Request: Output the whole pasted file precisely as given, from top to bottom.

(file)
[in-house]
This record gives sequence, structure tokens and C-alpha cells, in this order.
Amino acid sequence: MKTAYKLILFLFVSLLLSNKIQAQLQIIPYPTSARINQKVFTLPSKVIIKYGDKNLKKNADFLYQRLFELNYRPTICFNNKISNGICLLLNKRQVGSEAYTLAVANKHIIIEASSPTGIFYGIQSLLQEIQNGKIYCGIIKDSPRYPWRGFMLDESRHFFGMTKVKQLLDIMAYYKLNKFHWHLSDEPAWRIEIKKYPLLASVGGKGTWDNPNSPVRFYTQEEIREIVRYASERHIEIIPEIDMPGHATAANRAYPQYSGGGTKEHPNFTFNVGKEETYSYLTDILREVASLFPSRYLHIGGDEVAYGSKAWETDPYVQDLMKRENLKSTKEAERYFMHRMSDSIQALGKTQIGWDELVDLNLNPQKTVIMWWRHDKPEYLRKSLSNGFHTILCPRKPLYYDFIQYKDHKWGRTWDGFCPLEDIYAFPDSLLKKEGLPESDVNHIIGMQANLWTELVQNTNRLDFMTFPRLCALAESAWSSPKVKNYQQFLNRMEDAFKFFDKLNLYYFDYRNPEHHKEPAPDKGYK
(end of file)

[in-house]
This record gives sequence, structure tokens and C-alpha cells, in this order.
Amino acid sequence: MKTAYKLILFLFVSLLLSNKIQAQLQIIPYPTSARINQKVFTLPSKVIIKYGDKNLKKNADFLYQRLFELNYRPTICFNNKISNGICLLLNKRQVGSEAYTLAVANKHIIIEASSPTGIFYGIQSLLQEIQNGKIYCGIIKDSPRYPWRGFMLDESRHFFGMTKVKQLLDIMAYYKLNKFHWHLSDEPAWRIEIKKYPLLASVGGKGTWDNPNSPVRFYTQEEIREIVRYASERHIEIIPEIDMPGHATAANRAYPQYSGGGTKEHPNFTFNVGKEETYSYLTDILREVASLFPSRYLHIGGDEVAYGSKAWETDPYVQDLMKRENLKSTKEAERYFMHRMSDSIQALGKTQIGWDELVDLNLNPQKTVIMWWRHDKPEYLRKSLSNGFHTILCPRKPLYYDFIQYKDHKWGRTWDGFCPLEDIYAFPDSLLKKEGLPESDVNHIIGMQANLWTELVQNTNRLDFMTFPRLCALAESAWSSPKVKNYQQFLNRMEDAFKFFDKLNLYYFDYRNPEHHKEPAPDKGYK